ORIGINS OF A NICKNAME
I had a perfectly happy childhood, nearly without complaint. I owned almost every single G.I. Joe, tried every brand of breakfast cereal (even the boxed kind!), and generally enjoyed all times as a young one. However, there is one enormous, gaping void in my soul that no little boy should have to suffer with, even worse than the one created by, say, sharing a room for the first sixteen years of my life with my younger brother. It is my lack of a nickname.
That’s right. I have no nickname. I am without my happy, boyhood moniker. No Buddy, Sport, Red, Knuckles, etc. I even have a great name for nicknames: Wood. The possibilities were endless, albeit problematic and, on occasion, slightly dirty. Yet sadly, no one has ever deemed me worthy of a lasting handle, nothing that identifies me as special or unique.
Now, I’m not talking about those slapdash, precipitate little nicknames where parents find it really cute to transform a Bartholomew James Smith into a “B.J.” This is a product of an unoriginal society. Back in the good old days, kids got their respective titles from accomplishment (“Hey, there goes Rubber-Shorts, from scout camp!”), physical anomalies (“No, I don’t want to pick Duck-Face! You pick Duck-Face.”), or those lucky guys who were blessed with last names that were already really messed up, usually of German ancestry (“Kuchenschlager, my man! Yo!”).
Among my friends growing up was one Brent Gubler (sounds like Goobler), who was fortunate enough to be born into a family with the best surname on human record. His name was so rife with possibility that I frequently forgot he had a first name, and was only reminded of his Brent-ness on double dates when girls were present. “Is Brent going to be driving tonight?” “Uh, I thought Goobs was going to drive, but he can if he wants. I didn’t know another guy was coming. Is he your brother, or something?” To me, he was, and is eternally, just Goob, or Goobs, or Gubler, or Goobie.
Some parents worry that giving their child a nickname might actually be damaging to his psyche. If a kid is given an embarrassing nickname like Tubby, self-esteem can be lowered and the child could be permanently scarred. Fortunately, most parents seem to be more sensitive and careful than that.
However, it can be said that “Tubby” is always going to get invited to the party, whereas “Steve” might not. And who doesn’t want to be friends with someone like “Bobo,” or “Billy the Human Sponge,” or “Communist Dave.”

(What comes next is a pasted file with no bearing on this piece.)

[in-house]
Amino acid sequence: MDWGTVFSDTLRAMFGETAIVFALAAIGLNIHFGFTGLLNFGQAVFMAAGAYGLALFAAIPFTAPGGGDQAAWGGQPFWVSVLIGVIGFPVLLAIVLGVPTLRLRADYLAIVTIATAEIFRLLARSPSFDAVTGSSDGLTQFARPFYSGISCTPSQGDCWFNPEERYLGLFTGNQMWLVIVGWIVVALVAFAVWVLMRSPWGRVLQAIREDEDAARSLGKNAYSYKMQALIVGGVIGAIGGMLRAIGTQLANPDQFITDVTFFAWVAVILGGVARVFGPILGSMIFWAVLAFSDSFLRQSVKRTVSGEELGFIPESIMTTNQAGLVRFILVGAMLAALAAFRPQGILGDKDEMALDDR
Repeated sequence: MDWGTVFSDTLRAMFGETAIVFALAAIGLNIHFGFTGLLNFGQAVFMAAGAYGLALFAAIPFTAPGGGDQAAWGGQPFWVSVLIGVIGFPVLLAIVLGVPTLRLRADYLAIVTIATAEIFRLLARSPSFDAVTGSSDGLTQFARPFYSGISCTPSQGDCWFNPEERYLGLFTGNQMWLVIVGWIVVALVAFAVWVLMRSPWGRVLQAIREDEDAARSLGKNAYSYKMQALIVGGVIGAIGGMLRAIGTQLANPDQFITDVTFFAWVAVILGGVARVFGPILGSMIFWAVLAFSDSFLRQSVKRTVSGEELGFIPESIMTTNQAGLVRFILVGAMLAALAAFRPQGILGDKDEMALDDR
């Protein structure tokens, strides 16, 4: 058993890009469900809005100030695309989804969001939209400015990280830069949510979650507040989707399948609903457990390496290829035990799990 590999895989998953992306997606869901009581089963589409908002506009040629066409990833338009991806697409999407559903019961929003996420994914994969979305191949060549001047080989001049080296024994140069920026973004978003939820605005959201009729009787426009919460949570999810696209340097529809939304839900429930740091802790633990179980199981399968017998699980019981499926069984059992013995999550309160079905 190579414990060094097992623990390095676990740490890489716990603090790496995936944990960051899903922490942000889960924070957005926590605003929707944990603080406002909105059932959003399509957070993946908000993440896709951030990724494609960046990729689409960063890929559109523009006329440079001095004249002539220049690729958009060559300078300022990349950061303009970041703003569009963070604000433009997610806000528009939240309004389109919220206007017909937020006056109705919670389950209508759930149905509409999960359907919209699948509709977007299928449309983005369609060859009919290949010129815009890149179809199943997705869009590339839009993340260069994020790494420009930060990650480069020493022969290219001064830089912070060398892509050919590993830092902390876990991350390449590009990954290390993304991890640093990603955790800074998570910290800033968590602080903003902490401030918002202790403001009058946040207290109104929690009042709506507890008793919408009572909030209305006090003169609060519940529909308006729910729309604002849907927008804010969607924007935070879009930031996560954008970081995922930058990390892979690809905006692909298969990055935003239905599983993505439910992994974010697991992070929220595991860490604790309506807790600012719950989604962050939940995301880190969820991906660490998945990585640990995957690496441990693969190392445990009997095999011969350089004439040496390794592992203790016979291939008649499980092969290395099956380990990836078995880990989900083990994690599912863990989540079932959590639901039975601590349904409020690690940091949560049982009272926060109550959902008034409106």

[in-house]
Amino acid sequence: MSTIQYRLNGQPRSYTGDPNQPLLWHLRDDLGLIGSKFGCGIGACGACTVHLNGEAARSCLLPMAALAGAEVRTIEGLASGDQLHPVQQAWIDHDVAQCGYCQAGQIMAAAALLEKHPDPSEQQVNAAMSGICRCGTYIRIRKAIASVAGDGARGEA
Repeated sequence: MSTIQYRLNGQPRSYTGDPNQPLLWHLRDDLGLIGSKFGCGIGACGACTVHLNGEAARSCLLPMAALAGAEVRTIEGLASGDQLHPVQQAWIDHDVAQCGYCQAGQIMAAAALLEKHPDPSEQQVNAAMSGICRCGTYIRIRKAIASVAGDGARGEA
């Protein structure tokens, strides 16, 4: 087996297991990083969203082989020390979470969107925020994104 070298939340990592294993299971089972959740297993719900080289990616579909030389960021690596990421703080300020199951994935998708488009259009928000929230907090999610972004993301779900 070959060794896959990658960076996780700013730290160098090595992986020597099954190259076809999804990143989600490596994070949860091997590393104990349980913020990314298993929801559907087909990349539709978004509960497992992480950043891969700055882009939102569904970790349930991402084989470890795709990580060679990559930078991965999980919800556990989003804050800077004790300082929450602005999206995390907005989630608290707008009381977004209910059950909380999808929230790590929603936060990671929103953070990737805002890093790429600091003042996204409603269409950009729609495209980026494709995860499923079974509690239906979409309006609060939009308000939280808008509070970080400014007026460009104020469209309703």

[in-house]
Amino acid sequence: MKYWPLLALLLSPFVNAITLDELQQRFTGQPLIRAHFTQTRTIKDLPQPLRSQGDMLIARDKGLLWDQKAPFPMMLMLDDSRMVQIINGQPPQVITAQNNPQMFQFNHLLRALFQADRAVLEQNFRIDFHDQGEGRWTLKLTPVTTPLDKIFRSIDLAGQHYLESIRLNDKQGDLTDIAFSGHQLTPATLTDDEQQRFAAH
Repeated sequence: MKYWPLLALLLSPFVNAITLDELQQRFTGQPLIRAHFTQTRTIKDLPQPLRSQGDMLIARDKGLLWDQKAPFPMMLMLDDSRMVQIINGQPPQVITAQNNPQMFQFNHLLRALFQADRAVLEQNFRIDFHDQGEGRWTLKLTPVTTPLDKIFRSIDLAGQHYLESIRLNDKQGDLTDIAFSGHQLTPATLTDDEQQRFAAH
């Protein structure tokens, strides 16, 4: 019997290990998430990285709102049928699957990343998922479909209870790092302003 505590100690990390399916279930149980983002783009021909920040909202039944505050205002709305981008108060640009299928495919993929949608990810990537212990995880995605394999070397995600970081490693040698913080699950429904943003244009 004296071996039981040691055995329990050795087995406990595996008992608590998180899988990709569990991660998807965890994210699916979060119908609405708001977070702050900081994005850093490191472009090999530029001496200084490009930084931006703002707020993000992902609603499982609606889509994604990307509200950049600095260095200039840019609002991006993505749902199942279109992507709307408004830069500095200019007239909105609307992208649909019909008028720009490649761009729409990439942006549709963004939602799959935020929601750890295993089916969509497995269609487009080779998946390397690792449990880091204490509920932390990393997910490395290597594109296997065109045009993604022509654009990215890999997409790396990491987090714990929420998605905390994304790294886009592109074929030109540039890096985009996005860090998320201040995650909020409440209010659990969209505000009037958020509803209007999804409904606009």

One of the greatest evils of our time is the trend for sports players nick-naming themselves. Gone are the days of sportscaster-dubbed Earvin “Magic” Johnson, Ted “the Splendid Splinter” Williams, Babe “Herman” Ruth, Barney “The Rampaging Penguin” Fleckenstein. We now are privileged to listen to Tracy “T-Mac” Mac Grady, Alex “A-Rod” Rodriguez, Shaquille “Shaq” O’Neal, Roger “Roger” Federer, and other intellectual and creative players describe themselves with highly imaginative epithets. Kids see these guys, and they stop thinking up original names for each other, like “Stinky” and “Sasquatch,” and they start calling each other “O-Dogg” (which brings up the issue of malformed English skills, but that is another tirade for another day).
All I really want to say is that it is important for the spread of democracy and lasting drug prevention and wage increases and the cure for acne and everything else that is good and holy that we preserve the practice of the nickname! One of these days, you’re going to be sitting at home, and there will be a session of the Supreme Court running on the television, and you’ll say “Hey! It’s Chief Justice Bob “The Woodchuck” Mortenson! I went to junior high with him!” And your heart will fill with familiarity and pride.
Finally, to all those out there with a nickname, enjoy it wholeheartedly. Anyone willing to donate an old, used nickname can send them to Mike “Babyeater” Tyson, who would like to make an exchange.